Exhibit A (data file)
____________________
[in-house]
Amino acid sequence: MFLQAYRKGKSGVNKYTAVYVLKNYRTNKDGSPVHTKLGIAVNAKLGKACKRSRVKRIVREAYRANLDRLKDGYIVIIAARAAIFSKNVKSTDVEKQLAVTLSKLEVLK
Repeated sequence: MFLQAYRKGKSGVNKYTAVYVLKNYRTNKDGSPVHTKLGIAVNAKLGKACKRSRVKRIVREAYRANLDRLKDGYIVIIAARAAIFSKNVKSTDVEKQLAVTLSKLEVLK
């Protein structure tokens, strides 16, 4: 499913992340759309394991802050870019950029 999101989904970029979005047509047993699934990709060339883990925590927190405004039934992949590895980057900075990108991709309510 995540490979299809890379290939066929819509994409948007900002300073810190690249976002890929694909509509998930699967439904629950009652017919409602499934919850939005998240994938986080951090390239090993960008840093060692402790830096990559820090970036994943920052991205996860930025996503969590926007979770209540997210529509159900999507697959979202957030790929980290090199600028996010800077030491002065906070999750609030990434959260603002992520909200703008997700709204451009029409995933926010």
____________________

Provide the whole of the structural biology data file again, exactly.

[in-house]
Amino acid sequence: MFLQAYRKGKSGVNKYTAVYVLKNYRTNKDGSPVHTKLGIAVNAKLGKACKRSRVKRIVREAYRANLDRLKDGYIVIIAARAAIFSKNVKSTDVEKQLAVTLSKLEVLK
Repeated sequence: MFLQAYRKGKSGVNKYTAVYVLKNYRTNKDGSPVHTKLGIAVNAKLGKACKRSRVKRIVREAYRANLDRLKDGYIVIIAARAAIFSKNVKSTDVEKQLAVTLSKLEVLK
């Protein structure tokens, strides 16, 4: 499913992340759309394991802050870019950029 999101989904970029979005047509047993699934990709060339883990925590927190405004039934992949590895980057900075990108991709309510 995540490979299809890379290939066929819509994409948007900002300073810190690249976002890929694909509509998930699967439904629950009652017919409602499934919850939005998240994938986080951090390239090993960008840093060692402790830096990559820090970036994943920052991205996860930025996503969590926007979770209540997210529509159900999507697959979202957030790929980290090199600028996010800077030491002065906070999750609030990434959260603002992520909200703008997700709204451009029409995933926010």